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Example of Katie's quilt work.
KA (cont): I think the last two decades of political correctness and sensitivity training have borne the fruit they were designed to. People are so interested in getting offended, they'll pick your work apart to find the one thing that they deem offensive. I've had this happen over and over again. People have complained at me about various "questionable" aspects of my artwork for as long as I can remember. So what am I supposed to do: run all my output by a committee before putting it out there? Fuck that.

TM: Ok, maybe I should back up a bit for our readers... for the uninitiated, what is Pork Magazine and how did you come about creating it?

KA: Haha, what is PORK and where did it come from? You want the long answer or the short one?

Sean and I have both been doing zines since we were in high school (we met through trading zines in the 90s!). When we first started dating, we worked on several comics and zines together. Last year, Sean was asked to work on a new local free paper, but decided to leave after the editor was trying to control his content too much. So we decided to start our own free magazine, focusing on art/music/fashion that we like, the history of weirdo art, and of course bad ideas. So far, PORK has been VERY well received, with the only complaints coming from some weenies who run an "alternative" donut shop, and this strange knot of Lisa Simpsons on Tumblr.

TM: What's in the latest issue of Pork that you think really stands out?

KA: I'm particularly proud of the two photo-comic stories. Sean and I got our collaborative start on comics, and we'd been talking about trying out the photo-comics format for a while now. The two stories in PORK #4 are our first stab at photo-comics, and I'm really pleased with how they came out.

TM: What arts would you like to try, that you haven't already?

KA: Film! I've always wanted to make movies, especially animations, but that's such an investment in time and equipment, I haven't tried it yet. Now that everything is digital, I feel like this is much more within my reach. And we've been talking about doing a PORK/GOBLINKO variety show at some point, so I'll have to learn on the job for that one.

Check out the PORK/GOBLINKO Store for subscriptions to PORK and PORK swag, as well as Blitzgrieg Buttons, and Monsters, Weirdos & Creeps trading cards!


 Home : Articles : Katie Aaberg Interview

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K
atie Aaberg's talent first piqued my interest years ago when she had her Grunion Club (no longer available) and did a series of famous mustaches, including Hitler's. I will unabashedly admit that I am a total fangirl of her art and style and I think you should be, too!

Tension Magazine: What fiber arts do you practice?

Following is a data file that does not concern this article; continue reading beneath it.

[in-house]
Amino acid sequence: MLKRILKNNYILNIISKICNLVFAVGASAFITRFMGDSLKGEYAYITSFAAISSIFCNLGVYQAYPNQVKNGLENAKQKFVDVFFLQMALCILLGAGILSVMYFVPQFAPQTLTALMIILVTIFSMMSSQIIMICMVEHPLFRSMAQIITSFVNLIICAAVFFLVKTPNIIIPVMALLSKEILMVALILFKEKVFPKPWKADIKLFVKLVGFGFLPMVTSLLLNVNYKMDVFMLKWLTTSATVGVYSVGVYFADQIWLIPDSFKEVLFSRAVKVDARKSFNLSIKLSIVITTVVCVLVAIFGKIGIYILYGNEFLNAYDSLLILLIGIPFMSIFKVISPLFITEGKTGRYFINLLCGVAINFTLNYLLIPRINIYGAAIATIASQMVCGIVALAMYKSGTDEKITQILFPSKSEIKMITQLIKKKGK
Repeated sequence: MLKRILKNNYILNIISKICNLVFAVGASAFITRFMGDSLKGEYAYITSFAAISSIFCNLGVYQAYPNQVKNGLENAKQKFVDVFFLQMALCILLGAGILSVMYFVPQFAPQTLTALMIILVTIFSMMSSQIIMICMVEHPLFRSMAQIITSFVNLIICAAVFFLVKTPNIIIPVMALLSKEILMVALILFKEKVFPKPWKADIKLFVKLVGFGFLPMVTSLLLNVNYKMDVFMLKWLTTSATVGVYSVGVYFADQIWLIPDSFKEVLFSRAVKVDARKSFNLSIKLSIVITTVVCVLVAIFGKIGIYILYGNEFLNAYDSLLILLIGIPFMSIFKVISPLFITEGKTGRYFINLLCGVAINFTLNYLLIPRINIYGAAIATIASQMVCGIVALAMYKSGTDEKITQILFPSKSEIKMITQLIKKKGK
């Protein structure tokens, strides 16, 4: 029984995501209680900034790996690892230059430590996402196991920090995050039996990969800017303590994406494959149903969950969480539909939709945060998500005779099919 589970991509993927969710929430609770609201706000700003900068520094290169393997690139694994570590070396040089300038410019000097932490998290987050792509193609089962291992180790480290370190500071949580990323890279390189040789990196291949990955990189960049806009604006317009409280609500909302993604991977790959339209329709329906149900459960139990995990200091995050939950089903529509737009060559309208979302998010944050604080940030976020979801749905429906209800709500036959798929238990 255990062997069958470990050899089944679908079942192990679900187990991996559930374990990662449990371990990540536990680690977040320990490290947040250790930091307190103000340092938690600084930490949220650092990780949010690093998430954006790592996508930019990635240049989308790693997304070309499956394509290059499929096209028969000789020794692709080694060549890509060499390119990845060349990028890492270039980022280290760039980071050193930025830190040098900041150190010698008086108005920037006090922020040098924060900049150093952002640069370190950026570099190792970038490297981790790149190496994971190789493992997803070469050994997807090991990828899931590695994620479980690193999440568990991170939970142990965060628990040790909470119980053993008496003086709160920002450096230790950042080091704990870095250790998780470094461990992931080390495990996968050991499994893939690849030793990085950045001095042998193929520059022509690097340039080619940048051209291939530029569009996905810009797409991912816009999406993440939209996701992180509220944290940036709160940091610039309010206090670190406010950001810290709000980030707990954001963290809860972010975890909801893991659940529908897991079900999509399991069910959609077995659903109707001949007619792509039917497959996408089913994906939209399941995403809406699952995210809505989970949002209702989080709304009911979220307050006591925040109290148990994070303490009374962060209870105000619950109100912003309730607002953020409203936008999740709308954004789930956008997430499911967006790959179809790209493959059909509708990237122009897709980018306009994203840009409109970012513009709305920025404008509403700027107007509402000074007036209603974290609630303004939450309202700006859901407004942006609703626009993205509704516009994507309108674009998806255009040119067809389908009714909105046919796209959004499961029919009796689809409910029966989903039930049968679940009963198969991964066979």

Katie Aaberg: I knit, crochet and sew. I do embroidery and applique and make quilts, which all comes under sewing to me.

TM: What fiber arts projects are you currently working on?

KA: I'm really into knitting lace shawls right now. I just completed one that I need to block, and I have another two on the needles. I'm also working on a lace scarf and a pair of socks I started back in spring before it became no-socks weather. I'm in the planning/design/sketching stage on a series of embroidered/appliqued pieces right now as well. They were going to be wall hangings, but I might do them on the backs of denim jackets instead.

TM: Are your currently selling any of your handmade items? Where should people go (online or in person) to see examples of your work?

KA:I am not. I tried for a while to sell my work, but because it is playful and "lcute", people saw toys instead of artwork and balked at the prices. I got really turned off of trying to sell my fiber art stuff, and instead started concentrating on photography as my "professional" art practice. Right now, I'm just making fiber stuff for the fun and challenge of it, and I wind up giving the pieces away as gifts. I'd like to get to a place where I can sell my fiber pieces, but right now I'm mostly concentrating on the magazine and other photography projects. I'd like to start selling patterns (both for quilts and for knitted or crocheted items), but haven't gotten to it yet!



 • You can see my current work here.
 • last year's work here.
 • and my older work here.
 • quilts and patchwork are here.
 • yarn specific projects are here.



TM: The magazine you are referring to is PORK, the collaboration between yourself and Sean Aaberg (your husband). Your photography for the magazine is full of fun color and playful humor. However, it seems that some people don't get it and there was some controversy over one of your shoots. From your perspective, what happened there?

KA: We did a wild west themed photo shoot, in which three of our models were dressed as "cowboys" and two were dressed as "indians". It was a playful take on the wild west as seen through the lens of 80s new wave style (think Adam Ant), cartoons and comics. We got a rack of hate email from concerned activists who wanted to educate us about how "appropriative" our "hipster in a headdress" was. The emails had this very bizarre tone of telling us our behavior was bad, and then getting very confused and angry when we refused to apologize.

I'm an artist. I draw on all visual references that appeal to me, whether they come from my culture(s) or not. Is that "appropriative?" I don't really care. I'm interested in certain things, and I'm going to use those symbols/costumes if I want to. I'm against the idea of cultural ownership, I'm for the idea of blending elements that you find interesting to come up with your own personal style/voice.






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